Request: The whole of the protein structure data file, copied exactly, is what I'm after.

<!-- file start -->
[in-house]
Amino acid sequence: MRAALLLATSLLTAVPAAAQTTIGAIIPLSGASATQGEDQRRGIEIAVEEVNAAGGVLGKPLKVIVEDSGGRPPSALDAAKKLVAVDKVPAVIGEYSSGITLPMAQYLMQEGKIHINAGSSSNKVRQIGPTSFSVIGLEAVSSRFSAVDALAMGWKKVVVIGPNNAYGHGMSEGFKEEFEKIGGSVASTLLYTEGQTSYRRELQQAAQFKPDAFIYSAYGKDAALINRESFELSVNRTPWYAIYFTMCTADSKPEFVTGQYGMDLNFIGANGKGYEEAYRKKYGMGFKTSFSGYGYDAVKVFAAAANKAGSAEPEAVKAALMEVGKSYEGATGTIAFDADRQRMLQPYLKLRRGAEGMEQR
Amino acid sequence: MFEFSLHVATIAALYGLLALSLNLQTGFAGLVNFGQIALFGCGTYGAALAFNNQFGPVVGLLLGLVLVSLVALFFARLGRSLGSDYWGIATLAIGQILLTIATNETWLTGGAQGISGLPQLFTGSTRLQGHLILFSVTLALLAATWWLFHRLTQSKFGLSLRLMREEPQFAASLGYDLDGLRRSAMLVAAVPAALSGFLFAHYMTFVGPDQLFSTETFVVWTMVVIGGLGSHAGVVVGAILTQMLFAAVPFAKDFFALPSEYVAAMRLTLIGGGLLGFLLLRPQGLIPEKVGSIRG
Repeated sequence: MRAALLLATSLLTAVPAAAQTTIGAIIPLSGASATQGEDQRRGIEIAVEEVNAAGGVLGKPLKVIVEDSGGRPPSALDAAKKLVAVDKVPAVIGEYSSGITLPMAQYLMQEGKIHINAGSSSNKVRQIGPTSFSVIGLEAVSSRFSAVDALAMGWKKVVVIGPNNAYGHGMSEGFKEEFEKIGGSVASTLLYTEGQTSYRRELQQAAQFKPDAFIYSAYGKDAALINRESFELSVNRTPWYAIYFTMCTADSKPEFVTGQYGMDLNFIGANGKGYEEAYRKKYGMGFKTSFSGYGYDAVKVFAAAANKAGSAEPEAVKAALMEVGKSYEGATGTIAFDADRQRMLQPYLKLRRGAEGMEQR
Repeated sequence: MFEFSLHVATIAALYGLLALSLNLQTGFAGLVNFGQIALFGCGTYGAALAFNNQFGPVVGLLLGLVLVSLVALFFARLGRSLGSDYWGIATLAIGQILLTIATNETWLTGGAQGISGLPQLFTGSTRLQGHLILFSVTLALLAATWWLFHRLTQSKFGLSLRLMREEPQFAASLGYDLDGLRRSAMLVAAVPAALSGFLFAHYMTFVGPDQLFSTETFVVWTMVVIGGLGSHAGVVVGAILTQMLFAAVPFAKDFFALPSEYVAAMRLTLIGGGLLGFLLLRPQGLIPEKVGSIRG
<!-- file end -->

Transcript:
[in-house]
Amino acid sequence: MRAALLLATSLLTAVPAAAQTTIGAIIPLSGASATQGEDQRRGIEIAVEEVNAAGGVLGKPLKVIVEDSGGRPPSALDAAKKLVAVDKVPAVIGEYSSGITLPMAQYLMQEGKIHINAGSSSNKVRQIGPTSFSVIGLEAVSSRFSAVDALAMGWKKVVVIGPNNAYGHGMSEGFKEEFEKIGGSVASTLLYTEGQTSYRRELQQAAQFKPDAFIYSAYGKDAALINRESFELSVNRTPWYAIYFTMCTADSKPEFVTGQYGMDLNFIGANGKGYEEAYRKKYGMGFKTSFSGYGYDAVKVFAAAANKAGSAEPEAVKAALMEVGKSYEGATGTIAFDADRQRMLQPYLKLRRGAEGMEQR
Amino acid sequence: MFEFSLHVATIAALYGLLALSLNLQTGFAGLVNFGQIALFGCGTYGAALAFNNQFGPVVGLLLGLVLVSLVALFFARLGRSLGSDYWGIATLAIGQILLTIATNETWLTGGAQGISGLPQLFTGSTRLQGHLILFSVTLALLAATWWLFHRLTQSKFGLSLRLMREEPQFAASLGYDLDGLRRSAMLVAAVPAALSGFLFAHYMTFVGPDQLFSTETFVVWTMVVIGGLGSHAGVVVGAILTQMLFAAVPFAKDFFALPSEYVAAMRLTLIGGGLLGFLLLRPQGLIPEKVGSIRG
Repeated sequence: MRAALLLATSLLTAVPAAAQTTIGAIIPLSGASATQGEDQRRGIEIAVEEVNAAGGVLGKPLKVIVEDSGGRPPSALDAAKKLVAVDKVPAVIGEYSSGITLPMAQYLMQEGKIHINAGSSSNKVRQIGPTSFSVIGLEAVSSRFSAVDALAMGWKKVVVIGPNNAYGHGMSEGFKEEFEKIGGSVASTLLYTEGQTSYRRELQQAAQFKPDAFIYSAYGKDAALINRESFELSVNRTPWYAIYFTMCTADSKPEFVTGQYGMDLNFIGANGKGYEEAYRKKYGMGFKTSFSGYGYDAVKVFAAAANKAGSAEPEAVKAALMEVGKSYEGATGTIAFDADRQRMLQPYLKLRRGAEGMEQR
Repeated sequence: MFEFSLHVATIAALYGLLALSLNLQTGFAGLVNFGQIALFGCGTYGAALAFNNQFGPVVGLLLGLVLVSLVALFFARLGRSLGSDYWGIATLAIGQILLTIATNETWLTGGAQGISGLPQLFTGSTRLQGHLILFSVTLALLAATWWLFHRLTQSKFGLSLRLMREEPQFAASLGYDLDGLRRSAMLVAAVPAALSGFLFAHYMTFVGPDQLFSTETFVVWTMVVIGGLGSHAGVVVGAILTQMLFAAVPFAKDFFALPSEYVAAMRLTLIGGGLLGFLLLRPQGLIPEKVGSIRG